Thursday, August 20, 2015

A Place for Women in the Big, Bad City

The inscription under the statue of Edward VII in Phillip's Square, Montreal. Here's a video of the place.

Funny, we don't really look at statues or monuments. They are a kind of 3-D wallpaper. And we only read the inscriptions when we are tourists, or thinking of making a documentary.

I went to Phillip's Square a while back to 'scout' some images for my documentary on the Montreal Suffragists. 

"Phillip's Square is ground-zero of the Montreal Suffrage Movement," I said to my husband, who came along with the dog. He's the professional news editor, but he would have preferred to stay home on his day off and paint the moulding on our stairwell.

If he had been listening  he might have asked, "Does that mean there was a famous rally or riot there?"

And the answer would have been NO. An unequivocal NO.

Montreal suffragists in the 1910 era didn't rally or riot or march, they wrote letters, rented booths at events and had open houses at their various headquarters, always near Phillip's Square. UPTOWN it was called in those days. 

 (And theirs was not a populist movement, all members of the Montreal Suffrage Association (which had been spun off from the Montreal Council of Women) had to be nominated by a member of the Executive and approved by the Executive.)

As as I have written before on this blog, Phillip's Square was the women's square with its churches, department store, Birks jewelers and the Montreal Art Association Building.. (A new art gallery would be built on Sherbrooke in 1913, I believe.)

Now, were I doing a radio show for BBC Radio Four, where they care about history, I would approach this statue and inquire about the 4 different statues at the base.  Are these Amazon women suffragettes? No of course not. They are a group of women symbolizing our four founding nations, apparently.

Actually, this statue symbolizes prosperity. I figured with the cornucopia.

These women are our four founding nations..

A beautiful face, for sure. But has anyone really looked closely?

Anyway, on that topic. I recently bought the bio of Thérèse Casgrain, suffragist icon in Quebec, to see what she said about her early days in the movement. 

In the bio, written in 1972, she says that it was in 1917 after she had helped her husband win his Liberal seat in the infamous Conscription Election (the subject of my documentary) that she was approached by Julia Parker Drummond and Carrie Derick (who were both associated with the Montreal Suffrage Association). She said she soon was off to Ottawa to give a speech.

The book I bought second-hand happened to contain a 1974 Maclean's article about her where it says that it was only after the 1921 Election, where she helped her husband, that she was approached by a group of suffragists to join the battle. (So history gets 'rewritten' from the beginning... or is it just a mistake by Macleans?)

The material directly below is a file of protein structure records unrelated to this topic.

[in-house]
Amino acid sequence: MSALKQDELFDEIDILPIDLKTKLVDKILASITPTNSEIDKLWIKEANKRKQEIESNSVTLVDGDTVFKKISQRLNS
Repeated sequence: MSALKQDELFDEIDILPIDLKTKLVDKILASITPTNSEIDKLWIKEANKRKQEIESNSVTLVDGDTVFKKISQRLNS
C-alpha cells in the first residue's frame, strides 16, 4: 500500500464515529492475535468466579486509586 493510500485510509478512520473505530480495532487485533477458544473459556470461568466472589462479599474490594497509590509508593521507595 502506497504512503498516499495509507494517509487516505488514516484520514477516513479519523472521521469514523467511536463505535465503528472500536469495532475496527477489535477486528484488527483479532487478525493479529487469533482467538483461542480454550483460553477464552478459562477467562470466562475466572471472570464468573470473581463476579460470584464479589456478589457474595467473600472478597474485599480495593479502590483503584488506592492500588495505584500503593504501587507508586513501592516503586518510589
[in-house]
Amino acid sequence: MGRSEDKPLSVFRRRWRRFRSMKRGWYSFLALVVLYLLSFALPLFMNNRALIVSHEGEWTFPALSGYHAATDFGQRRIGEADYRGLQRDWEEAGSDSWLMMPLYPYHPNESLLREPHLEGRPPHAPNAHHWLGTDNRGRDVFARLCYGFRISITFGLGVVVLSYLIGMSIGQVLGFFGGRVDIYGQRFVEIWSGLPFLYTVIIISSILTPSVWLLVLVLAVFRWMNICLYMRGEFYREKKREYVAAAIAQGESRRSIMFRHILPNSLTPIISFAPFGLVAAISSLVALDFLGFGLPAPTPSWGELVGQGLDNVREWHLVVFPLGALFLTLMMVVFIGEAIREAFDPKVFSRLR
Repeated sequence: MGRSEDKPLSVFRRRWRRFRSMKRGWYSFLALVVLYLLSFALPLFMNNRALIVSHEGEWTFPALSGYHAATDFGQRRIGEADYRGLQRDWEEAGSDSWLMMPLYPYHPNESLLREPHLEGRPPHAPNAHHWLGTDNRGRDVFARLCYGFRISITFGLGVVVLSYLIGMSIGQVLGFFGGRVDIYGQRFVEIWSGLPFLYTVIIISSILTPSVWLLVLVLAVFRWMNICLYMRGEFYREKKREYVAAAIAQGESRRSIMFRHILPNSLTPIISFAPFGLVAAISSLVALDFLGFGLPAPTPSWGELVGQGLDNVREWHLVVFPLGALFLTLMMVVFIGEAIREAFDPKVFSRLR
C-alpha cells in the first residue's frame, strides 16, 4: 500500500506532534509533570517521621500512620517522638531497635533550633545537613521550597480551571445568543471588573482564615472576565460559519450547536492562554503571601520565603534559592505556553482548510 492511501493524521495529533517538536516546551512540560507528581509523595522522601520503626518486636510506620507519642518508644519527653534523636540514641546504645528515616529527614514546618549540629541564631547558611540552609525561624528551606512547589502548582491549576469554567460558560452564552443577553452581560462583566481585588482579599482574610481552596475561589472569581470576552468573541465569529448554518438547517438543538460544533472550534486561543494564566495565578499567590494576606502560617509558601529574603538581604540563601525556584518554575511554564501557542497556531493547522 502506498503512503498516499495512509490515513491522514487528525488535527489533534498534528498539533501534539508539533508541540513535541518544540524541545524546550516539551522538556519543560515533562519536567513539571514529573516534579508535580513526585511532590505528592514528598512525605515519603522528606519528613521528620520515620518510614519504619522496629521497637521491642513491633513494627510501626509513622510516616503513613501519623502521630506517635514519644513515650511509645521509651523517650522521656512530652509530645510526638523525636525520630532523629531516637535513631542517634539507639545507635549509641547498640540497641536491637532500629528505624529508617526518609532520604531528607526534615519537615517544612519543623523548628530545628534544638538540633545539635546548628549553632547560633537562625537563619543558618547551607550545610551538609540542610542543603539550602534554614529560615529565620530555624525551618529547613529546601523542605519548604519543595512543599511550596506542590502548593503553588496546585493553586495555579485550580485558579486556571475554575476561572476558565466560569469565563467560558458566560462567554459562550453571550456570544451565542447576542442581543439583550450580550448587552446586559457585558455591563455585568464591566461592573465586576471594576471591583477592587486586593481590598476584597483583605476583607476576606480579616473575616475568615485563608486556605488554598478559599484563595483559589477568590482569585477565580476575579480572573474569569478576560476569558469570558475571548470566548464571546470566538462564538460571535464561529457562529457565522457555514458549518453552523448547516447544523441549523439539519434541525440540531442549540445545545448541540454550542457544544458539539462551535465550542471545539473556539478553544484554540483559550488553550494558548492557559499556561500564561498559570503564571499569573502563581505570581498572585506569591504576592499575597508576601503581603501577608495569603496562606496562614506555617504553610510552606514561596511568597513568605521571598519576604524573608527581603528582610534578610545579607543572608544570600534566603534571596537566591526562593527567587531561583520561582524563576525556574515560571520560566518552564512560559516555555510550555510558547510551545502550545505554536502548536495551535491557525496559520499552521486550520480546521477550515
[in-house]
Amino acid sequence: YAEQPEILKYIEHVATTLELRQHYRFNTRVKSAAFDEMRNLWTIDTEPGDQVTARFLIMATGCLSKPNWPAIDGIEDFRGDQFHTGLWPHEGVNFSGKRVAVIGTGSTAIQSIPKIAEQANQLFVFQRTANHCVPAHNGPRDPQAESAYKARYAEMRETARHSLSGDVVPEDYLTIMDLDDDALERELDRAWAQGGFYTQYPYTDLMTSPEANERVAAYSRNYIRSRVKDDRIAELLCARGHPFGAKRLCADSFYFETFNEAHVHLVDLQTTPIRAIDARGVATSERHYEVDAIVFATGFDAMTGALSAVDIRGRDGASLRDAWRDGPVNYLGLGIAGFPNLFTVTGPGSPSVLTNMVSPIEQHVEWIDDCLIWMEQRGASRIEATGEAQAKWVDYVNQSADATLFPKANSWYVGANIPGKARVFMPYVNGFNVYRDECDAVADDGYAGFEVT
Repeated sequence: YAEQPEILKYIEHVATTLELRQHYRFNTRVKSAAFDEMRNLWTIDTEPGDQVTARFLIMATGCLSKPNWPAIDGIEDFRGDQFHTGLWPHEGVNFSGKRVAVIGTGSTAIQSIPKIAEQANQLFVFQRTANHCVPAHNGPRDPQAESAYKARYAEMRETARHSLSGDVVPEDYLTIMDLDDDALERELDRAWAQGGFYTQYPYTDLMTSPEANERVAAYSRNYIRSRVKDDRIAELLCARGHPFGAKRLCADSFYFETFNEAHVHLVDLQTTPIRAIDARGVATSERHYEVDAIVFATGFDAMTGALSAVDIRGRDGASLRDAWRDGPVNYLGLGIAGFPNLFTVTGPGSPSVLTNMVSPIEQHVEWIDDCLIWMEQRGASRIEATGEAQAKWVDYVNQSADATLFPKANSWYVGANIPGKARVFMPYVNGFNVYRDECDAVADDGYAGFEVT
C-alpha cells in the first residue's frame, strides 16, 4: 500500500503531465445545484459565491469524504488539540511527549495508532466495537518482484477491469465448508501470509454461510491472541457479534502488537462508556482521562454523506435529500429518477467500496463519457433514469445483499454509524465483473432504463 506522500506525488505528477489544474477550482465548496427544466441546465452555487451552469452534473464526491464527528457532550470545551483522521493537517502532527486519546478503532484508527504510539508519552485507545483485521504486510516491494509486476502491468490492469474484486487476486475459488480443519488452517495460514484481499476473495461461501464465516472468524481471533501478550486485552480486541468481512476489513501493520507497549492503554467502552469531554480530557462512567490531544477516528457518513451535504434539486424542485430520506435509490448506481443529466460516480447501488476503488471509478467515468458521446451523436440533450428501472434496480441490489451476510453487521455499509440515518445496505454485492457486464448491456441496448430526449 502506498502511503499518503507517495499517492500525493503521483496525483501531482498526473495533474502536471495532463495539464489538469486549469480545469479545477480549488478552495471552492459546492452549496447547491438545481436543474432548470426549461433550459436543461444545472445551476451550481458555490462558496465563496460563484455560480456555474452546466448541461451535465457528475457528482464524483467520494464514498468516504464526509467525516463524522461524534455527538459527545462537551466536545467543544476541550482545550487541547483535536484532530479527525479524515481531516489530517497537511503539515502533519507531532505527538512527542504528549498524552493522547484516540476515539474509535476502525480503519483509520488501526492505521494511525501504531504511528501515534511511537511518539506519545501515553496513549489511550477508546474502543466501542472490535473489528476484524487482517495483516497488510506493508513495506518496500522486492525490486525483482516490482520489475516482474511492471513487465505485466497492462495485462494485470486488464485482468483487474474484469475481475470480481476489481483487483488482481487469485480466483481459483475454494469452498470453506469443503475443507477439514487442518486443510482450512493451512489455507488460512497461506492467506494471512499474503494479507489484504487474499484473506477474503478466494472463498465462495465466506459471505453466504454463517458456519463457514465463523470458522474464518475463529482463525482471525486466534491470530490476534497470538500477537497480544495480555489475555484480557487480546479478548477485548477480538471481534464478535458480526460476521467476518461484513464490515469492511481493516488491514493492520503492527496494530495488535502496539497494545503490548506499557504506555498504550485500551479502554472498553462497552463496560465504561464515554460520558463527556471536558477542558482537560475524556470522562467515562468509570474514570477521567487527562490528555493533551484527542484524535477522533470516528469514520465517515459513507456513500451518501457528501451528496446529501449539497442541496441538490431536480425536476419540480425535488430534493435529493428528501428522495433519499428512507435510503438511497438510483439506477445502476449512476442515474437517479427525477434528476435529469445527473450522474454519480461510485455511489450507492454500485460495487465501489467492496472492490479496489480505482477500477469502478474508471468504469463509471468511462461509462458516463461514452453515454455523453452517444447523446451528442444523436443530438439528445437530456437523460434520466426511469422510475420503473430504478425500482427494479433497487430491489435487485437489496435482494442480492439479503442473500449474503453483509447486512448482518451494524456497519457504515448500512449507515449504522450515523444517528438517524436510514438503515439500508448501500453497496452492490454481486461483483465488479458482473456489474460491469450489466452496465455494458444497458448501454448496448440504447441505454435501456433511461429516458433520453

Hmm. Interesting. The 1974 article suggests or implies it was in 1921 that Casgrain got her start in advocacy, but it does not preclude that she got introduced earlier to the same suffragists. Words are like that, they can be slippery. 

It might seem a silly point, but frankly, I was surprised that she had anything to do with the Montreal Suffrage Association as that group of women had had an open argument in the press with Mayor Martin over the proposed Montreal Tramways Contract.. and she was a Forget who benefited from said 40 year contract. (And besides, these MSA women  were kinda racist  or should I say, very much into "social hygiene" a loaded concept. They had a number of Protestant churchmen on their board.)

As I wrote earlier, the membership book of the Montreal Suffrage Association does not include her name and she is never mentioned in the minutes..although, I believe her husband, Pierre, is mentioned as a potential speaker.

St. James Methodist, near Phillip's Square, where the National Council of Women held its AGM in May 1913 and where Mrs. Snowden, moderate suffragist, spoke (again) perhaps in front of Edith Nicholson, who was sorry she wasn't a militant. All this is in my ebook Furies Cross the Mersey.  Here's a free pdf copy. Funny, I just found a bit from a 1913 International Suffrage Bulletin, describing this event. It claims that St James Methodist is the biggest church in Montreal (maybe) and that Carrie Derick, President of the Montreal Suffrage Association, is the first woman Chair of a University Department. Not quite. She was turned down for the position of Chair of Botany at McGill in June, 1912 and given a courtesy appointment as full professor instead. It's all in Furies Cross the Mersey

Me and another statue, more famous. Location, location, location. 1992 fountain, a newbie.

The Montreal Herald Building. The Montreal Suffrage Association held one meeting in the place, in October 1913,  when they were friendly with Edward Beck, Editor, who allowed them to write up a special suffrage section in his newspaper in November 1913.

The MSA and Beck  soon fought over who was to pay for the section.

 In return for the favour, the Montreal Council of Women came out against the Montreal Tramways Deal with a formal resolution...a deal  BECK despised and condemned in a huge one page rant in the newspaper, where he claimed certain Montreal Newspaper factions were corrupt and in the grip of City Hall.